PRAGUE — The Czech Republic that U.S. President Barack Obama will visit today for a one-day summit with the 27 leaders of the European Union countries has undergone dramatic political change in recent weeks. Less than two weeks ago, the Czech government collapsed in a vote of no confidence, leading to uncertainty about the details of Obama's visit.
Mirek Topolanek still remains the prime minister — for now — and he will host the summit. But what, if any, sort of meeting he'll have with Obama is unclear.
Obama arrives today, and is due to give a speech on non-proliferation — in which he will reportedly make a dramatic call for a nuclear-free world — Sunday morning. Shortly thereafter he will attend a meeting with EU leaders.
The government collapse prompted a dwindling of excitement about today's visit, according to Martin Ehl, foreign editor of the country's leading business newspaper, Hospadarsky noviny. Previously, there was palpable anticipation here about the opportunity to welcome the popular U.S. president on behalf of the EU — the Czech Republic is currently hosting the rotating presidency of the EU — and about the prime minister's planned sit-down with Obama for a bilateral tete-a-tete.
But now, the summit has become a bittersweet event for Czechs — with enthusiasm tinged by thoughts of what might have been.
“The main impact is that there is no official U.S.-Czech meeting about topics which we are interested in,” Ehl said. “This government is taken less seriously than a government that has a clear mandate.”
The itinerary — which, as Ehl lamented, seems to change by the day — suggests Obama will informally meet both Prime Minister Topolanek and President Vaclav Klaus at Prague Castle, the seat of the president, after Obama delivers his speech, which will take place in the square in front of the castle.
The uncertainty — which was brought on by the prime minister being reduced to the role of government caretaker — has left officials like spokeswoman Michaela Jelinkova in the position of trying to put a positive spin on the drama.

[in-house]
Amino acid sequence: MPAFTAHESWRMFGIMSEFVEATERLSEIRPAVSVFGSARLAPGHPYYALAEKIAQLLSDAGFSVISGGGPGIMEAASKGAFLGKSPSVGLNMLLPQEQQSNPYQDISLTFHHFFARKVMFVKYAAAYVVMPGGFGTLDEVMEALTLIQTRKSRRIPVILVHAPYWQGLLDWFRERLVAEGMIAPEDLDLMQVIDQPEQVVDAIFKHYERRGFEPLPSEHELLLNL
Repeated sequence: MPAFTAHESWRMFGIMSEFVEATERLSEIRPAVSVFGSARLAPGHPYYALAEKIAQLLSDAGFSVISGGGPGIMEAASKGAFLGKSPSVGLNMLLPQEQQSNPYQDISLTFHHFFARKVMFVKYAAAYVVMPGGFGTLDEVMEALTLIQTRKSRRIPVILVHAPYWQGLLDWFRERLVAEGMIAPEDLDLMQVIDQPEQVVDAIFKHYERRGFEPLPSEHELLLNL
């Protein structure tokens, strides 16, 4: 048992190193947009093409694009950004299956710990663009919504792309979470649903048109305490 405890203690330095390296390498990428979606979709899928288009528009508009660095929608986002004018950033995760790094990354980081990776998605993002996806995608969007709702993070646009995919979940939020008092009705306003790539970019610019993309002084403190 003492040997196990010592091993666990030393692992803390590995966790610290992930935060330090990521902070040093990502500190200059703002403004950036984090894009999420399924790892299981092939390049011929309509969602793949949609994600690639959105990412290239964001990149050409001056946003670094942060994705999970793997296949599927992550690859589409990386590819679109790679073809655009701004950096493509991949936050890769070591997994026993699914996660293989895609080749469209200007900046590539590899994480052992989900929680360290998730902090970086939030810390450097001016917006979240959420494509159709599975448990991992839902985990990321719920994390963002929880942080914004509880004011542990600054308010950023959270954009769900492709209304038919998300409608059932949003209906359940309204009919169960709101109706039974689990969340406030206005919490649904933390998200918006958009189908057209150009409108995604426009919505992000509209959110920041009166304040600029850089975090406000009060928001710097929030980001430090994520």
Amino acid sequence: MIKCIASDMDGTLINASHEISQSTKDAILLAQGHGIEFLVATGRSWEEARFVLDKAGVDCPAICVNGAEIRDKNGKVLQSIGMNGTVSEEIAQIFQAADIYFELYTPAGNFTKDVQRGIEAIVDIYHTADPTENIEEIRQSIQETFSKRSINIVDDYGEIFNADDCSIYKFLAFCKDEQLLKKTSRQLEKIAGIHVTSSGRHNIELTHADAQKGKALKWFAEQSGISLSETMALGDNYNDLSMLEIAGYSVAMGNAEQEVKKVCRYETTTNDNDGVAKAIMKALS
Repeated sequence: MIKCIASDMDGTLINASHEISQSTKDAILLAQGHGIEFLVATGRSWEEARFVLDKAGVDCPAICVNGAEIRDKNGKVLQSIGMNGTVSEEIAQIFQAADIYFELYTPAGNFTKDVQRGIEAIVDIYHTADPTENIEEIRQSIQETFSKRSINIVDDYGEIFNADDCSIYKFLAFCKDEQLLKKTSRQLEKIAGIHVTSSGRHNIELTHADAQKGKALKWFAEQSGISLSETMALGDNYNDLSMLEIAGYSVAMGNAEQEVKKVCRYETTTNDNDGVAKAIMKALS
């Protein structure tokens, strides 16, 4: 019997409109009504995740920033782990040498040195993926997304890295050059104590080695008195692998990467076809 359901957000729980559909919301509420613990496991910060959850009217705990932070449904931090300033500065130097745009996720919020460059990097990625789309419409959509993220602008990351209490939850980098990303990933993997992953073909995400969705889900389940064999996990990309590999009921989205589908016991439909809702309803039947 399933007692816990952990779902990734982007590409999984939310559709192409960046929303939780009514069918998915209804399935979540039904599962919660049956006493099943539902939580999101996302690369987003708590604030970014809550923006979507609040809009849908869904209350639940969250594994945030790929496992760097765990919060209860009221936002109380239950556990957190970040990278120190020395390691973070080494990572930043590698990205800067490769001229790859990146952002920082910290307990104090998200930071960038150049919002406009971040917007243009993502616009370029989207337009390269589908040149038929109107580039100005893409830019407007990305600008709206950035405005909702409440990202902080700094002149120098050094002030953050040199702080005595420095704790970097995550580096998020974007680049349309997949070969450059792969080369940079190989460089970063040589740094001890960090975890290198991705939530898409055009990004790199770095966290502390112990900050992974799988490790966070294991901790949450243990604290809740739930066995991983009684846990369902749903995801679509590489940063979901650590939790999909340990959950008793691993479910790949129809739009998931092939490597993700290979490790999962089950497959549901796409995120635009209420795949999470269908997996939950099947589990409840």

“It's an exceptional opportunity for all of the EU to see and speak with Mr. Obama about the most current and pressing issues,” she said. Among the issues to be discussed at the summit are energy security, climate change, the Middle East and Afghanistan, she said.
And even though the recently concluded G20 meeting in London ended with an agreement for a $1 trillion stimulus package, Jelinkova said she expects the global economy will also be a topic of discussion in Prague.
At the start of the year Europeans were reminded, yet again, of their dependence on oil and gas deliveries from Russia. Key pipelines transit through the Ukraine — but, not for the first time, the flow of gas was interrupted, with Russia and Ukraine each laying blame on the other. Energy security had been a priority for the Czech EU presidency, which ends June 30, when Sweden takes over.
The climate change discussion is taking on increased urgency — not just because some leading scientists now say we really only have until 2030 to avoid irreversible warming — but also because countries are now looking to complete a follow-up agreement to the Kyoto Protocol at a climate change summit in Copenhagen in December.
Former President George W. Bush provoked European ire long before the Iraq war by famously rejecting the Kyoto Protocol. The protocol, which called on countries to reduce their emissions of heat-trapping gases like carbon monoxide, is set to expire in 2012 — hence the need for a new agreement.
Obama's speech could end up being the most significant event of his visit, especially if he does actually call for the elimination of nuclear weapons. It is imbued with added significance because it will be the only speech he will make during his swing through Europe that is open to the public. Officials estimate 30,000 people could attend. Security will be predictably tight, with thousands of additional police on duty.
The prospects of a nuclear-free world will undoubtedly be applauded by many, but for Ehl, the newspaper editor, there is concern that the country will again be reduced to a patch of land sitting — vulnerable — between greater powers.
“This will be a major global speech, not just for Czech Republic, but we are afraid that he will be too close to Russia,” Ehl said. “Afraid is maybe too strong an expression, but there might be some fear that we will again be some space in between.”
For more than two years Prime Minister Topolanek's right-of-center government has sought to build closer ties with Washington by pursuing an agreement to house a radar base, as part of the U.S.-planned missile defense deployment in Europe. An accompanying interceptor base would be built in Poland.
“We are a bit afraid that (Obama) will be much more open towards Russia than his predecessor,” Ehl continued. “And we are afraid that the Czech-U.S. relations ... will become a victim of this new relationship between the U.S. and Russia.”
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